Another day, another compulsion to see if I can do any better than someone’s solution.
This one also comes from the FiveThiryEight Puzzler challenge courtesy of Xi’an
The original challenge this time was
The misanthropes are coming. Suppose there is a row of some number, N, of houses in a new, initially empty development. Misanthropes are moving into the development one at a time and selecting a house at random from those that have nobody in them and nobody living next door. They keep on coming until no acceptable houses remain. At most, one out of two houses will be occupied; at least one out of three houses will be. But what’s the expected fraction of occupied houses as the development gets larger, that is, as N goes to infinity?
which seems straightforward enough. Xi’an has a nice writeup of the analytical solution (which looks pretty well thought out) but that’s not what caught my attention. The (probably not intentionally provocative) statements
A riddle from The Riddler where bruteforce simulation does not pay:
Hence this limits the realisation of simulation to, say, N=10^{4}
however, are like a red flag to a bull for me. The code provided for Xi’an’s solution isn’t optimised, and doesn’t take advantage of some potential speedups. 10,000 iterations seems like it should be quick. There’s also a typo in the microbenchmark
code there; time
should be times
otherwise it’s passed as a lambda function evaluating time=10
. Anyway, improvements to the code can be made.
I took a slightly different approach; I assigned a vector of ‘houses’ being either occupied or available, identified as such by a boolean (TRUE
/FALSE
). For the purposes of this question, available means that there is a) no occupant; b) no occupant on either side. The function I ended up with was
misanthropist < function(N) {
occupied < rep(FALSE, N)
acceptable < rep(TRUE, N)
while(any(acceptable)) {
possible < .Internal(which(acceptable))
occupied[movedin < possible[.Internal(sample(length(possible), 1, FALSE, NULL))]] < TRUE
acceptable[c(movedin1, movedin, movedin+1)] < FALSE
}
return(mean(occupied))
}
library(compiler)
misanthropist_c < cmpfun(misanthropist)
There are a heap of tricks employed here to speed evaluation up, and a few that aren’t because it turns out they didn’t perform better.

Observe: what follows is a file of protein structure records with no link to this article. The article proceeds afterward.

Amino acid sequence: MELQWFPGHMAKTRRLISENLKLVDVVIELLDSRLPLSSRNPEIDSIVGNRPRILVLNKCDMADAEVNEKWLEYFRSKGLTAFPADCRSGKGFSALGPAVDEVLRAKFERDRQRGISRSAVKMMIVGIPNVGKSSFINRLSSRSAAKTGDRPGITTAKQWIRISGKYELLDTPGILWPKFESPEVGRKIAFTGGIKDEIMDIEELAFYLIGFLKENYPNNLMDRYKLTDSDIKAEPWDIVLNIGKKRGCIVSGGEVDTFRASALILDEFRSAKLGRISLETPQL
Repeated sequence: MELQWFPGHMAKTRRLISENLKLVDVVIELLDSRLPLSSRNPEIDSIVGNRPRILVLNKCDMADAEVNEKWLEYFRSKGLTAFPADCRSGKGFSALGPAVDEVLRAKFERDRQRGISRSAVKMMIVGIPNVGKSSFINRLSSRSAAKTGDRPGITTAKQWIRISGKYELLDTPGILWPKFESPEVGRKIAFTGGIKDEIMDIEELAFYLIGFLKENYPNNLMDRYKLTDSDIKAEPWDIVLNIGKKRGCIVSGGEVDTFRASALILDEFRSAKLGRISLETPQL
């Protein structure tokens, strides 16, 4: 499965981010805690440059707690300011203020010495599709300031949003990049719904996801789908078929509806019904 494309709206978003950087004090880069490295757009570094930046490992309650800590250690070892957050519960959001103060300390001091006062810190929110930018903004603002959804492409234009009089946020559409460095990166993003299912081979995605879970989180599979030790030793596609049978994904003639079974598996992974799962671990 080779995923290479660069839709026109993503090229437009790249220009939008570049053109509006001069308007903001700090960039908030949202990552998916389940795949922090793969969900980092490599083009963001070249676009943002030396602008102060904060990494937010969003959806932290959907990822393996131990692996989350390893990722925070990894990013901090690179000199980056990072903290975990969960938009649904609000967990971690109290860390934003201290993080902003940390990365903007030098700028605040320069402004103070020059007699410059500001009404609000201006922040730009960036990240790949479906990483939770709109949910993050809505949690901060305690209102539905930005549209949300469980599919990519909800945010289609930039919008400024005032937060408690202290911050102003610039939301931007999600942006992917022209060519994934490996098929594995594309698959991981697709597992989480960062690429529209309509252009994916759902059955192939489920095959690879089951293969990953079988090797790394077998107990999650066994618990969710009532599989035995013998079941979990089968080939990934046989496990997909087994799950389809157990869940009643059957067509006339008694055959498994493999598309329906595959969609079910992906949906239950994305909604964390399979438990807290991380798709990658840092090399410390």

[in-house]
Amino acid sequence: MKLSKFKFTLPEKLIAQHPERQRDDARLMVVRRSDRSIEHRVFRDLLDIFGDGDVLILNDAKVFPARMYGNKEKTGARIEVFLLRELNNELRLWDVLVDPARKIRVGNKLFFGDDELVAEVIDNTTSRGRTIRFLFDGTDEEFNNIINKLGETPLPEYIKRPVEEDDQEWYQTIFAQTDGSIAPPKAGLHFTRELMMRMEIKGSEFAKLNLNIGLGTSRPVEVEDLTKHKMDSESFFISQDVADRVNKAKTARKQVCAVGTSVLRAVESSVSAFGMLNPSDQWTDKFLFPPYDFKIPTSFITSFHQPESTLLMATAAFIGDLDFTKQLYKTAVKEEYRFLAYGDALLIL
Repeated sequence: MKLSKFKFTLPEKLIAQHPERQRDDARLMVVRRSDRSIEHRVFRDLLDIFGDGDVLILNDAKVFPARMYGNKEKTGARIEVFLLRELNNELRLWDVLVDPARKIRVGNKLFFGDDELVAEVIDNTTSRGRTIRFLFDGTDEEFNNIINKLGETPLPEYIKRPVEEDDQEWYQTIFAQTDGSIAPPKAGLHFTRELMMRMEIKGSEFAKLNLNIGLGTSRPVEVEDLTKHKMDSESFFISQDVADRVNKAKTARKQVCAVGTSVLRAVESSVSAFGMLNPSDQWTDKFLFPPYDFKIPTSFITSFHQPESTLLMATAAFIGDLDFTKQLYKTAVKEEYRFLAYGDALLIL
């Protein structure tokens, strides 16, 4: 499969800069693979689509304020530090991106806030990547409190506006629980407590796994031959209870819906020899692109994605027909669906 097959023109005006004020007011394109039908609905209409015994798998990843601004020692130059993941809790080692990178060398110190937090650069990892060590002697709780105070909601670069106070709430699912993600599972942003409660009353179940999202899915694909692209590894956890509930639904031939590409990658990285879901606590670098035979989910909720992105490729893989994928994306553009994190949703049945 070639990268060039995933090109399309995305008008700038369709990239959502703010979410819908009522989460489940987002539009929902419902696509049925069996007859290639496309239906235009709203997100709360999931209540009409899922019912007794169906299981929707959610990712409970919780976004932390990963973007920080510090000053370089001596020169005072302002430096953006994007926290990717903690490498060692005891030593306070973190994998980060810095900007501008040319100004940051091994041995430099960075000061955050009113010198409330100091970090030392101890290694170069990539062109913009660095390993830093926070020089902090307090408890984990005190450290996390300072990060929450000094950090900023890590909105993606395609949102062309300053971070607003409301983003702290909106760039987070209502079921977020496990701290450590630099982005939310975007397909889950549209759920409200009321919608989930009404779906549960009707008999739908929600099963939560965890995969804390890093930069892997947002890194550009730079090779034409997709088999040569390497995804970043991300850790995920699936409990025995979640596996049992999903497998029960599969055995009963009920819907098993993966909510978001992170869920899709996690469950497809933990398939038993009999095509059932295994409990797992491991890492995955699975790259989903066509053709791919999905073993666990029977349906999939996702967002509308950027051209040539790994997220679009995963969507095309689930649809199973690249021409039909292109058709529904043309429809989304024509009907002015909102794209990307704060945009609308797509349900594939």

the
acceptable
vector is populated independently of theoccupied
vector;acceptable = ! occupied
seemed like it was a contender but ended up being slower. 
any(acceptable)
works faster thansum(acceptable)>0
in thewhile
loop, presumably because of shortcircuiting (we only need to know that one isTRUE
, at which point we don’t need to keep testing). 
I’ve used
.Internal
calls where possible (which
,sample
); this removes a tiny bit of overhead. 
the switching of
acceptable
toFALSE
for the newly occupied house and those on either side can be done in a single step via ac()
subsetting. Originally I had coded around the potential issues of trying to setacceptable[0]
oracceptable[N+1]
when their neighbours moved in, but as it turns out, R is happy to silently assign beyond the bounds of that vector and move on, so no more checks needed. 
the proportion of occupied houses is easily calculated at the end given that
as.integer(TRUE)==1
andas.integer(FALSE)==0
, so the mean of the boolean vector is the proportion ofTRUE
values. 
finally, I’ve bytecompiled the function with
compiler::cmpfun
. Builtin functions inbase
are already bytecompiled, and this helps just a little bit more.
Back to the original question; how many iterations can we do? First, let’s compare what we’ve got so far with a reasonable number of iterations
> microbenchmark(frqns(1000L), misanthropist_c(1000L), times=3, unit="ms")
Unit: milliseconds
expr min lq mean median uq max neval
frqns(1000L) 3600.981381 3601.460353 3655.512618 3601.939325 3682.778237 3763.617149 3
misanthropist_c(1000L) 3.447858 3.470277 3.512251 3.492697 3.544448 3.596199 3